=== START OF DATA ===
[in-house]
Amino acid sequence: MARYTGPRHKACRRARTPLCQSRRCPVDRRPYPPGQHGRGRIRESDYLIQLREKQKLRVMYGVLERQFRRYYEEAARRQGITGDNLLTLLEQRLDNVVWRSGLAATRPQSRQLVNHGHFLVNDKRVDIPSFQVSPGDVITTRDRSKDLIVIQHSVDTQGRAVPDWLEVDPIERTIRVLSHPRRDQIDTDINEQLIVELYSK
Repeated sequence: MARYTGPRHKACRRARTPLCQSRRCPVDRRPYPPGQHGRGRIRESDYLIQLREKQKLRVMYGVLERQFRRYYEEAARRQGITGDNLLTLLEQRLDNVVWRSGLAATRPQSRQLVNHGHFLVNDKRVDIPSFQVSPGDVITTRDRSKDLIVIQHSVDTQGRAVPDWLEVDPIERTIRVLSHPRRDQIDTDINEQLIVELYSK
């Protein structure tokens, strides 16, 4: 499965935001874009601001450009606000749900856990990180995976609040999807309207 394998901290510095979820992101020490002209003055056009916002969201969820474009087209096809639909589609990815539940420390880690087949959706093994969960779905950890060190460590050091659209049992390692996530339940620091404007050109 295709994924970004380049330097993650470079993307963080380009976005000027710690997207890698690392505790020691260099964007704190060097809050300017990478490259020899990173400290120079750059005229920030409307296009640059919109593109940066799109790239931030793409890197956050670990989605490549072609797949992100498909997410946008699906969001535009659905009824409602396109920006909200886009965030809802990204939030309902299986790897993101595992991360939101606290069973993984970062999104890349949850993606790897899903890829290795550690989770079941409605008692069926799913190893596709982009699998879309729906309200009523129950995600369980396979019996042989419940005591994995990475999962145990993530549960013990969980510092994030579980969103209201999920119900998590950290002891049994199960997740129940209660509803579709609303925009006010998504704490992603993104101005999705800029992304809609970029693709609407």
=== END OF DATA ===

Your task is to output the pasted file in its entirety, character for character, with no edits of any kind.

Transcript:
[in-house]
Amino acid sequence: MARYTGPRHKACRRARTPLCQSRRCPVDRRPYPPGQHGRGRIRESDYLIQLREKQKLRVMYGVLERQFRRYYEEAARRQGITGDNLLTLLEQRLDNVVWRSGLAATRPQSRQLVNHGHFLVNDKRVDIPSFQVSPGDVITTRDRSKDLIVIQHSVDTQGRAVPDWLEVDPIERTIRVLSHPRRDQIDTDINEQLIVELYSK
Repeated sequence: MARYTGPRHKACRRARTPLCQSRRCPVDRRPYPPGQHGRGRIRESDYLIQLREKQKLRVMYGVLERQFRRYYEEAARRQGITGDNLLTLLEQRLDNVVWRSGLAATRPQSRQLVNHGHFLVNDKRVDIPSFQVSPGDVITTRDRSKDLIVIQHSVDTQGRAVPDWLEVDPIERTIRVLSHPRRDQIDTDINEQLIVELYSK
């Protein structure tokens, strides 16, 4: 499965935001874009601001450009606000749900856990990180995976609040999807309207 394998901290510095979820992101020490002209003055056009916002969201969820474009087209096809639909589609990815539940420390880690087949959706093994969960779905950890060190460590050091659209049992390692996530339940620091404007050109 295709994924970004380049330097993650470079993307963080380009976005000027710690997207890698690392505790020691260099964007704190060097809050300017990478490259020899990173400290120079750059005229920030409307296009640059919109593109940066799109790239931030793409890197956050670990989605490549072609797949992100498909997410946008699906969001535009659905009824409602396109920006909200886009965030809802990204939030309902299986790897993101595992991360939101606290069973993984970062999104890349949850993606790897899903890829290795550690989770079941409605008692069926799913190893596709982009699998879309729906309200009523129950995600369980396979019996042989419940005591994995990475999962145990993530549960013990969980510092994030579980969103209201999920119900998590950290002891049994199960997740129940209660509803579709609303925009006010998504704490992603993104101005999705800029992304809609970029693709609407």